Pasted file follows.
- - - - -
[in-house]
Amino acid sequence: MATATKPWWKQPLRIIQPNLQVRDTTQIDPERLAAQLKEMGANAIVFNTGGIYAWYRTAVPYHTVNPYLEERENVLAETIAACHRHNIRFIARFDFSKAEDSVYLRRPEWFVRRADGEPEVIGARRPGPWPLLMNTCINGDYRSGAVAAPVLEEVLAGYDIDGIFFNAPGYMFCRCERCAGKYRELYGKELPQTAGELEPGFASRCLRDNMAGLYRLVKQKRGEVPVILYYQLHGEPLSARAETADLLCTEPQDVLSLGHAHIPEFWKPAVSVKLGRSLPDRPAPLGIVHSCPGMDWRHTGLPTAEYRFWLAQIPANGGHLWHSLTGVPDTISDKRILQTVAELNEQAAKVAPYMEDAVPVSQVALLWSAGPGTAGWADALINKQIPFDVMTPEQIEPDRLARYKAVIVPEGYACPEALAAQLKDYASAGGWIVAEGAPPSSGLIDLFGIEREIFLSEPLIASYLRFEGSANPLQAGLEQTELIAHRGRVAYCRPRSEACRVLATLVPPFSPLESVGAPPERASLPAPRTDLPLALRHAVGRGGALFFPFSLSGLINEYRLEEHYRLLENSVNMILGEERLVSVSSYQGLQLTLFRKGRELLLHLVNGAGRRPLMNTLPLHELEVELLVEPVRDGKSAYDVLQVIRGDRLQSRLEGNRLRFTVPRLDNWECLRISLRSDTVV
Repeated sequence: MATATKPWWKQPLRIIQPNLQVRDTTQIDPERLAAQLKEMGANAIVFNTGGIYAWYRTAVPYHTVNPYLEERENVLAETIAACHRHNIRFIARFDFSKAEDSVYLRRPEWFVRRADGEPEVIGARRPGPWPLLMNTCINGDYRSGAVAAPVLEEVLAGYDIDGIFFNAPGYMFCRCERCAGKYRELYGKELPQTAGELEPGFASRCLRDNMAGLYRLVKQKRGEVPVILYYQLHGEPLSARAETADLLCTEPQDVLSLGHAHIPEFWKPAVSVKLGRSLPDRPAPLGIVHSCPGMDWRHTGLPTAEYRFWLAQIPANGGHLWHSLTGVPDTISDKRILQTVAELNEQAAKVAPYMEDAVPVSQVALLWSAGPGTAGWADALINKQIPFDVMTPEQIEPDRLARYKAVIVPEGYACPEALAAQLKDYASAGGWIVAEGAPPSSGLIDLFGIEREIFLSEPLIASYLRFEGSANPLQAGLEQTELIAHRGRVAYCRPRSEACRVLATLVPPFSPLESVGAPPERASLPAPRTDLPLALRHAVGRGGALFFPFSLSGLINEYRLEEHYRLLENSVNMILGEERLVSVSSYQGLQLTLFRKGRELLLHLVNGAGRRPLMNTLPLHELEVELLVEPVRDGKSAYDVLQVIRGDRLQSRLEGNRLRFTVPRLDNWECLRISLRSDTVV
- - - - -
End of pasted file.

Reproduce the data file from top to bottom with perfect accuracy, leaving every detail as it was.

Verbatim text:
[in-house]
Amino acid sequence: MATATKPWWKQPLRIIQPNLQVRDTTQIDPERLAAQLKEMGANAIVFNTGGIYAWYRTAVPYHTVNPYLEERENVLAETIAACHRHNIRFIARFDFSKAEDSVYLRRPEWFVRRADGEPEVIGARRPGPWPLLMNTCINGDYRSGAVAAPVLEEVLAGYDIDGIFFNAPGYMFCRCERCAGKYRELYGKELPQTAGELEPGFASRCLRDNMAGLYRLVKQKRGEVPVILYYQLHGEPLSARAETADLLCTEPQDVLSLGHAHIPEFWKPAVSVKLGRSLPDRPAPLGIVHSCPGMDWRHTGLPTAEYRFWLAQIPANGGHLWHSLTGVPDTISDKRILQTVAELNEQAAKVAPYMEDAVPVSQVALLWSAGPGTAGWADALINKQIPFDVMTPEQIEPDRLARYKAVIVPEGYACPEALAAQLKDYASAGGWIVAEGAPPSSGLIDLFGIEREIFLSEPLIASYLRFEGSANPLQAGLEQTELIAHRGRVAYCRPRSEACRVLATLVPPFSPLESVGAPPERASLPAPRTDLPLALRHAVGRGGALFFPFSLSGLINEYRLEEHYRLLENSVNMILGEERLVSVSSYQGLQLTLFRKGRELLLHLVNGAGRRPLMNTLPLHELEVELLVEPVRDGKSAYDVLQVIRGDRLQSRLEGNRLRFTVPRLDNWECLRISLRSDTVV
Repeated sequence: MATATKPWWKQPLRIIQPNLQVRDTTQIDPERLAAQLKEMGANAIVFNTGGIYAWYRTAVPYHTVNPYLEERENVLAETIAACHRHNIRFIARFDFSKAEDSVYLRRPEWFVRRADGEPEVIGARRPGPWPLLMNTCINGDYRSGAVAAPVLEEVLAGYDIDGIFFNAPGYMFCRCERCAGKYRELYGKELPQTAGELEPGFASRCLRDNMAGLYRLVKQKRGEVPVILYYQLHGEPLSARAETADLLCTEPQDVLSLGHAHIPEFWKPAVSVKLGRSLPDRPAPLGIVHSCPGMDWRHTGLPTAEYRFWLAQIPANGGHLWHSLTGVPDTISDKRILQTVAELNEQAAKVAPYMEDAVPVSQVALLWSAGPGTAGWADALINKQIPFDVMTPEQIEPDRLARYKAVIVPEGYACPEALAAQLKDYASAGGWIVAEGAPPSSGLIDLFGIEREIFLSEPLIASYLRFEGSANPLQAGLEQTELIAHRGRVAYCRPRSEACRVLATLVPPFSPLESVGAPPERASLPAPRTDLPLALRHAVGRGGALFFPFSLSGLINEYRLEEHYRLLENSVNMILGEERLVSVSSYQGLQLTLFRKGRELLLHLVNGAGRRPLMNTLPLHELEVELLVEPVRDGKSAYDVLQVIRGDRLQSRLEGNRLRFTVPRLDNWECLRISLRSDTVV